White Collar (USA Network, Tuesdays, 10/9C) returns with a caper that combines revelations about Neal Caffrey’s father with the resurgence of the crime family that forced Neal’s father to confess to a murder he did not commit.
James Bennett (Treat Williams) aka Sam levels with Neal (Matthew Bomer) about his past, though Neal isn’t sure whether to believe him. Coincidentally, Dennis Flynn Jr. (Scott Evans) is attempting to get his father’s criminal enterprise back up and running – and silencing Ellen was only a part of his plan. If Bennett shows his face, he will be killed, too.
Family Business sics Neal and FBI Agent Peter Burke (Tim DeKay) after Flynn, though Burke wants to take Flynn down for counterfeiting liquor and, while he’s behind bars, find the evidence to convict him of Ellen’s murder. Peter pretends to go along, but he has other plans.
Written by Joe Henderson, Family Business is as slick as the best White Collar eps, but strains our credulity a bit with the revelation that Neal can counterfeit quality liquor. Is there anything he can’t fake? Maybe he’s a semi-reformed super-villain?
Still, at least he can’t fake the distinctive bottles which will contain his fake booze – for that, he needs (who else?) Mozzie (Willie Garson). Not only that, but Mozzie hasn’t blown glass for many years. Good think it’s like riding a bike – you never forget.
Another revelation concerns Agent Jones (Sharif Atkins), who turns out to be a dab hand at tasting whiskey, making him a ringer to provide Neal’s false brew a ringing endorsement. And, despite not getting a lot of screen time, Mrs. Suit, Elizabeth Burke (Tiffani Thiessen) plays a pivotal role in keeping things on track.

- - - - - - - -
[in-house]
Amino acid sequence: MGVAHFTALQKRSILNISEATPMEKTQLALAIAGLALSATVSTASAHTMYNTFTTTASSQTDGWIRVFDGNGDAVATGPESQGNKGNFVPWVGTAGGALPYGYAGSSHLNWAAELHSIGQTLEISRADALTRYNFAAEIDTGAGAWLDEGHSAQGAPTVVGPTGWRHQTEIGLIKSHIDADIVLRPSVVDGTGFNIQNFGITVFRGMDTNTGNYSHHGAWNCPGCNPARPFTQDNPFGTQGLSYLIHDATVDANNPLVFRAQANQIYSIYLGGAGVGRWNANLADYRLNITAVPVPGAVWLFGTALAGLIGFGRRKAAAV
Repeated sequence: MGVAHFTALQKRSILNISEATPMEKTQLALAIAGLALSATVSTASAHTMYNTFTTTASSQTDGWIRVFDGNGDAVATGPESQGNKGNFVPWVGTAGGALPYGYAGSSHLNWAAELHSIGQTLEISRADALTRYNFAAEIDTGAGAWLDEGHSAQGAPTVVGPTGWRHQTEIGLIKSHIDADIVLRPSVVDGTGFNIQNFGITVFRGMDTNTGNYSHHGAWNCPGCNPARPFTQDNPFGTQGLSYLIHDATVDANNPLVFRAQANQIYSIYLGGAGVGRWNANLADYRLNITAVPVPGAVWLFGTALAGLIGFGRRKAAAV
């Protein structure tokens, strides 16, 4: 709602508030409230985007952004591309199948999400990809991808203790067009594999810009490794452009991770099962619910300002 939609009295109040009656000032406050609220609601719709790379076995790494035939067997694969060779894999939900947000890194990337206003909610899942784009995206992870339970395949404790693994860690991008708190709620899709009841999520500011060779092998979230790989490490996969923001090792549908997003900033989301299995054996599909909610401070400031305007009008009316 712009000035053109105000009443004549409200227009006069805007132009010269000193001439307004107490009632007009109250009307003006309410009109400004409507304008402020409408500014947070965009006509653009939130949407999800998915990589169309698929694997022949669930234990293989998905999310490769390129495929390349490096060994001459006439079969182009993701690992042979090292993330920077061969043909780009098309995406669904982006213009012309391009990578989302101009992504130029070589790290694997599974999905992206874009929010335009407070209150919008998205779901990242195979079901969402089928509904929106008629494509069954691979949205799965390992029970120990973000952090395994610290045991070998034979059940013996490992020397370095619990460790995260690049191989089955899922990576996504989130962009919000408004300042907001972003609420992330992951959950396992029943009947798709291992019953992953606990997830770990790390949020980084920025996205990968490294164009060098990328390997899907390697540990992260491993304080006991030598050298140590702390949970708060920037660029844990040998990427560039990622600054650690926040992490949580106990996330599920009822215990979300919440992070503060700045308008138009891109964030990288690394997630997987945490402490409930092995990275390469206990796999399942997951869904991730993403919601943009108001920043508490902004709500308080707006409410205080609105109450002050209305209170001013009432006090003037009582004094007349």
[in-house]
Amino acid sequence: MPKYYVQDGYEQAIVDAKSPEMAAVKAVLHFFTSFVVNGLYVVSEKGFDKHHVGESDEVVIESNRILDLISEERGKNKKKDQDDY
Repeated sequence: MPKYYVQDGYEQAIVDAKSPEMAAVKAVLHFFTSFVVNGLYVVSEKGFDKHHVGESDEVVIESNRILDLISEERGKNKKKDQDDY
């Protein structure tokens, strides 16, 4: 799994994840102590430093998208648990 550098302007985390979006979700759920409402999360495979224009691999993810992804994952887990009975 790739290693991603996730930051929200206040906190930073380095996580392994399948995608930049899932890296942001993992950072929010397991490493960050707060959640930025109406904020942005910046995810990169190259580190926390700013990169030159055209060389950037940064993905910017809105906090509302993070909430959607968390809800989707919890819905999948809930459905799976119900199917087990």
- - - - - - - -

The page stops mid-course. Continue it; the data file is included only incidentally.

With a lot of balls to juggle, Paul Holahan keeps things moving at a quick enough pace that we don’t much mind Super Neal and Mighty Mozzie. The con is, despite Neal and Mozzie pulling yet another set of arcane talents out of the aether, an entertaining one. Evans makes Flynn a good villain by hiding his nastiness behind a generally posh air – which makes it fun to see the team go to work on him.
Williams, however, doesn’t hang around much after the teaser, basically staying just long enough to impart some exposition. His Bennett definitely works as Neal’s dad, though. After all, the way in which he pulled off the Sam identity theft reminds of Neal at his best. Despite his brief appearance here, there’s every reason to believe he’ll be back, so there’s that.
All in all, Family Business is a pretty average White Collar episode – which makes it better than a lot of shows´ best – and does set the stage for will assuredly be a very interesting winter run.
Final Grade: B
Photos by David Giesbrecht/Courtesy USA Network